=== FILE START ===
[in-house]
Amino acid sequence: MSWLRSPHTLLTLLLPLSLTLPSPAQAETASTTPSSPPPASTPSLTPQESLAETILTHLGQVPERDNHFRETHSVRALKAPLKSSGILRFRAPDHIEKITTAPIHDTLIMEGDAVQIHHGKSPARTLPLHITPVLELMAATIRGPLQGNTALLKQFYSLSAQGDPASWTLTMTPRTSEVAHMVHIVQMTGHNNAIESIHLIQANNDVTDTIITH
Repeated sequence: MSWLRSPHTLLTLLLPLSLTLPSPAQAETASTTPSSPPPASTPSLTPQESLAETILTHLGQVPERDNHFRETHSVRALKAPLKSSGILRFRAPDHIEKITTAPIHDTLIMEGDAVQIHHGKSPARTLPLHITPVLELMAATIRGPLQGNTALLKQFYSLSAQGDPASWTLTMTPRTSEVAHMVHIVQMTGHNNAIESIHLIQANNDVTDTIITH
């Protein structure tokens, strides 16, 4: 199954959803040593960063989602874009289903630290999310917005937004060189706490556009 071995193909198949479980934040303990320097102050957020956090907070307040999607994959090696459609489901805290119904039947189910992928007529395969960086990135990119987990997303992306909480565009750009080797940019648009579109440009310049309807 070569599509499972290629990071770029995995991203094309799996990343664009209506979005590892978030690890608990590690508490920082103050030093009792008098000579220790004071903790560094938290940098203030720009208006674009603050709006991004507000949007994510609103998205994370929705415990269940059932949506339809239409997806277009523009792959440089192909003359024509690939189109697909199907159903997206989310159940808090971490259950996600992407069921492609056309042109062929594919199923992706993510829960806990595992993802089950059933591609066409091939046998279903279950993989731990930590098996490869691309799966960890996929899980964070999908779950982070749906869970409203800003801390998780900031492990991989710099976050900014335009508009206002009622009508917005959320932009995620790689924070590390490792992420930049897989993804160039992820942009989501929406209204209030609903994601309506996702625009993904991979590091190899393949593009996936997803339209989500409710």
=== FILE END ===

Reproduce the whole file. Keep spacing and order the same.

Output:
[in-house]
Amino acid sequence: MSWLRSPHTLLTLLLPLSLTLPSPAQAETASTTPSSPPPASTPSLTPQESLAETILTHLGQVPERDNHFRETHSVRALKAPLKSSGILRFRAPDHIEKITTAPIHDTLIMEGDAVQIHHGKSPARTLPLHITPVLELMAATIRGPLQGNTALLKQFYSLSAQGDPASWTLTMTPRTSEVAHMVHIVQMTGHNNAIESIHLIQANNDVTDTIITH
Repeated sequence: MSWLRSPHTLLTLLLPLSLTLPSPAQAETASTTPSSPPPASTPSLTPQESLAETILTHLGQVPERDNHFRETHSVRALKAPLKSSGILRFRAPDHIEKITTAPIHDTLIMEGDAVQIHHGKSPARTLPLHITPVLELMAATIRGPLQGNTALLKQFYSLSAQGDPASWTLTMTPRTSEVAHMVHIVQMTGHNNAIESIHLIQANNDVTDTIITH
């Protein structure tokens, strides 16, 4: 199954959803040593960063989602874009289903630290999310917005937004060189706490556009 071995193909198949479980934040303990320097102050957020956090907070307040999607994959090696459609489901805290119904039947189910992928007529395969960086990135990119987990997303992306909480565009750009080797940019648009579109440009310049309807 070569599509499972290629990071770029995995991203094309799996990343664009209506979005590892978030690890608990590690508490920082103050030093009792008098000579220790004071903790560094938290940098203030720009208006674009603050709006991004507000949007994510609103998205994370929705415990269940059932949506339809239409997806277009523009792959440089192909003359024509690939189109697909199907159903997206989310159940808090971490259950996600992407069921492609056309042109062929594919199923992706993510829960806990595992993802089950059933591609066409091939046998279903279950993989731990930590098996490869691309799966960890996929899980964070999908779950982070749906869970409203800003801390998780900031492990991989710099976050900014335009508009206002009622009508917005959320932009995620790689924070590390490792992420930049897989993804160039992820942009989501929406209204209030609903994601309506996702625009993904991979590091190899393949593009996936997803339209989500409710």